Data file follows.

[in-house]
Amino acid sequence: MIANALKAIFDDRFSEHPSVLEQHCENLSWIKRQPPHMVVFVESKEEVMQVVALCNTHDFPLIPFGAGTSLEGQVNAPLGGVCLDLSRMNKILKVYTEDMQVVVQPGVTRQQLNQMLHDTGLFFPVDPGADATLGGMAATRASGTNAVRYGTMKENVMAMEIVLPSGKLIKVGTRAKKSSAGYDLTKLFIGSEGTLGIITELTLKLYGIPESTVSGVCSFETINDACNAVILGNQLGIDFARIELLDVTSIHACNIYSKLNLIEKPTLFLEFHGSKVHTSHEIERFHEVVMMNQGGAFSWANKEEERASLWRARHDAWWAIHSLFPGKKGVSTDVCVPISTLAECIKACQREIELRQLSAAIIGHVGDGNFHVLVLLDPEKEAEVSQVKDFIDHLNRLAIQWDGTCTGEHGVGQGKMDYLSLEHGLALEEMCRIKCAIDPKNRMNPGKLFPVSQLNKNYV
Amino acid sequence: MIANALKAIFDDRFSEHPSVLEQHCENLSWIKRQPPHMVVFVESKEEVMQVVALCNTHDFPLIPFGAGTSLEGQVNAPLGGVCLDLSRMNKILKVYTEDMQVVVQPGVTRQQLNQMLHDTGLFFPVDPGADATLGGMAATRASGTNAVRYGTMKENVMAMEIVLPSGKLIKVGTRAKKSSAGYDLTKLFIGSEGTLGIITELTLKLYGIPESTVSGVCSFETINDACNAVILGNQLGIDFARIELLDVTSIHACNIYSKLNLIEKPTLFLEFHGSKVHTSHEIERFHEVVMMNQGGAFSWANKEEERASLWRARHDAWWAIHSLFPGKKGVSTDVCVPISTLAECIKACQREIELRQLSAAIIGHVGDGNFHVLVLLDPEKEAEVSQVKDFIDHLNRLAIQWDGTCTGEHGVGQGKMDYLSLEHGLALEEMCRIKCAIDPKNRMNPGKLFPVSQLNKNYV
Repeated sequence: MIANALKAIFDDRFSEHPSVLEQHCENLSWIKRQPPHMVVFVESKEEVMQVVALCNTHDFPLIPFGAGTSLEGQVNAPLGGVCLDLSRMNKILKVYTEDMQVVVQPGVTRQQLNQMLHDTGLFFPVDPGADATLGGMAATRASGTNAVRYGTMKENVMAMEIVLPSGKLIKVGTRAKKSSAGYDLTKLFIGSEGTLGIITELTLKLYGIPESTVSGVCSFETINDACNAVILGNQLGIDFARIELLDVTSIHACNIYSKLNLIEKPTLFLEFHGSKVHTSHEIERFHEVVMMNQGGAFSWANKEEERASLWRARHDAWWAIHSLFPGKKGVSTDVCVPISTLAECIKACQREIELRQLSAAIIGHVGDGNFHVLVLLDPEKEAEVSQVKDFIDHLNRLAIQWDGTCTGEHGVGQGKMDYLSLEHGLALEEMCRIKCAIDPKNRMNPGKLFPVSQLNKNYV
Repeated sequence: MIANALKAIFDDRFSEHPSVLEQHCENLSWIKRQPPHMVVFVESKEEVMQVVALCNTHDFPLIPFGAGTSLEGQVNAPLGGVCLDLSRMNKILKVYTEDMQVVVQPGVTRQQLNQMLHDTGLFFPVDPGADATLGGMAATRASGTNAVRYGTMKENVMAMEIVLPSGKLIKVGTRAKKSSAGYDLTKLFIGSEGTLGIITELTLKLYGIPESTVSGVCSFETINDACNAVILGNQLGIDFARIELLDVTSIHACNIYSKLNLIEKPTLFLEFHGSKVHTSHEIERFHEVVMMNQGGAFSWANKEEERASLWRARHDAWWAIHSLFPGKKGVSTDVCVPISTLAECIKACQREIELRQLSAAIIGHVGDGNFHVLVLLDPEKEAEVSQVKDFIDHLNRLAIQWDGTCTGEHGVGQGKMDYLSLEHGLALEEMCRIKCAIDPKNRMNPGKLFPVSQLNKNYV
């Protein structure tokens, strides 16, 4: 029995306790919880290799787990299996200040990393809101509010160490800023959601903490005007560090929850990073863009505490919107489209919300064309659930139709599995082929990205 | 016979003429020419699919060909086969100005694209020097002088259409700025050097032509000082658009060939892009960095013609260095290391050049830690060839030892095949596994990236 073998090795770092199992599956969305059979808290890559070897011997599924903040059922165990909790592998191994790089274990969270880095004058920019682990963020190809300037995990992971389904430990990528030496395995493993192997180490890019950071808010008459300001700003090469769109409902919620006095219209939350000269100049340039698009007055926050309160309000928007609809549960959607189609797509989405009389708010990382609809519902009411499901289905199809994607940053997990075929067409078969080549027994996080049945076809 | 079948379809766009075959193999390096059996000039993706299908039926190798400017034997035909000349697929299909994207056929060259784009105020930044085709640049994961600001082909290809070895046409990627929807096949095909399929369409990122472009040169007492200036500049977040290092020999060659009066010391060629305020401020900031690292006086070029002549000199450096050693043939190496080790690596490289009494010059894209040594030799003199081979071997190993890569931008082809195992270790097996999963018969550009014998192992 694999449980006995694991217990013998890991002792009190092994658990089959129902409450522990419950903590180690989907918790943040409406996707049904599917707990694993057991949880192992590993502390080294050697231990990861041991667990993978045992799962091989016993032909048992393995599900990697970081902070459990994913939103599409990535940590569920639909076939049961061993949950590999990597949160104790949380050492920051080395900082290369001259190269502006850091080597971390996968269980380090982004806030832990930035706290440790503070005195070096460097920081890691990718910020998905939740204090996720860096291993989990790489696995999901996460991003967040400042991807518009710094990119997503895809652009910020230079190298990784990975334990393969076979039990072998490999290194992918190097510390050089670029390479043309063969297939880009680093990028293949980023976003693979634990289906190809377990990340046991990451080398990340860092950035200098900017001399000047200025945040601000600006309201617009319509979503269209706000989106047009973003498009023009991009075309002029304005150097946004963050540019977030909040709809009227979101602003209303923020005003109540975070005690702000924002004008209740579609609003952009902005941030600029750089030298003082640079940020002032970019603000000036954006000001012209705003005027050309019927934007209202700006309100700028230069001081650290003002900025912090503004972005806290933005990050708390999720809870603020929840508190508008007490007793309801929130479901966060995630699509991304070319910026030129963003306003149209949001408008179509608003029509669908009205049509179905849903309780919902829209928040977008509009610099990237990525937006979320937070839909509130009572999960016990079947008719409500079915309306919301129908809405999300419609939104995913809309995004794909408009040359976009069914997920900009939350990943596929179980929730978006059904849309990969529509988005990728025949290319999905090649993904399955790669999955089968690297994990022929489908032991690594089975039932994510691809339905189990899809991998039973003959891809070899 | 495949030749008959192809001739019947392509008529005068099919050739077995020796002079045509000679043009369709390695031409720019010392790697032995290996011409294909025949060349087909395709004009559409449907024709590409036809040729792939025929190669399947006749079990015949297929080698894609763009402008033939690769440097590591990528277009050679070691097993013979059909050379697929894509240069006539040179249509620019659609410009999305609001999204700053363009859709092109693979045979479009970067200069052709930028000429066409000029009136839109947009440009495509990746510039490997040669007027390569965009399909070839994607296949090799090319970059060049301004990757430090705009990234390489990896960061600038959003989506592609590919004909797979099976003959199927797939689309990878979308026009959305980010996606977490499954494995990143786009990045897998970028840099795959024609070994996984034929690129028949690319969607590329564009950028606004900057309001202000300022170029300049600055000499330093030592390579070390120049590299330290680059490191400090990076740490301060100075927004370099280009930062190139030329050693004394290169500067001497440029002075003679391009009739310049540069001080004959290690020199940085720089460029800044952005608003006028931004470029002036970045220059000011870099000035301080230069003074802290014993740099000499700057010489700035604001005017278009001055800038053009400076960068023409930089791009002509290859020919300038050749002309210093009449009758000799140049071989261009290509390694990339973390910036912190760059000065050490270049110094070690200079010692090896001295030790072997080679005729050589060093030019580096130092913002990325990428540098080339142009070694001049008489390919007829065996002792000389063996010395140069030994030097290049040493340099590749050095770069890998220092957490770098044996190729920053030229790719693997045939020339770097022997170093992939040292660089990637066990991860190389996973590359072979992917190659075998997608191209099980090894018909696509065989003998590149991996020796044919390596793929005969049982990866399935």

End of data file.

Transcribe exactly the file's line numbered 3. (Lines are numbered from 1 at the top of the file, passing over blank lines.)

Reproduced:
Amino acid sequence: MIANALKAIFDDRFSEHPSVLEQHCENLSWIKRQPPHMVVFVESKEEVMQVVALCNTHDFPLIPFGAGTSLEGQVNAPLGGVCLDLSRMNKILKVYTEDMQVVVQPGVTRQQLNQMLHDTGLFFPVDPGADATLGGMAATRASGTNAVRYGTMKENVMAMEIVLPSGKLIKVGTRAKKSSAGYDLTKLFIGSEGTLGIITELTLKLYGIPESTVSGVCSFETINDACNAVILGNQLGIDFARIELLDVTSIHACNIYSKLNLIEKPTLFLEFHGSKVHTSHEIERFHEVVMMNQGGAFSWANKEEERASLWRARHDAWWAIHSLFPGKKGVSTDVCVPISTLAECIKACQREIELRQLSAAIIGHVGDGNFHVLVLLDPEKEAEVSQVKDFIDHLNRLAIQWDGTCTGEHGVGQGKMDYLSLEHGLALEEMCRIKCAIDPKNRMNPGKLFPVSQLNKNYV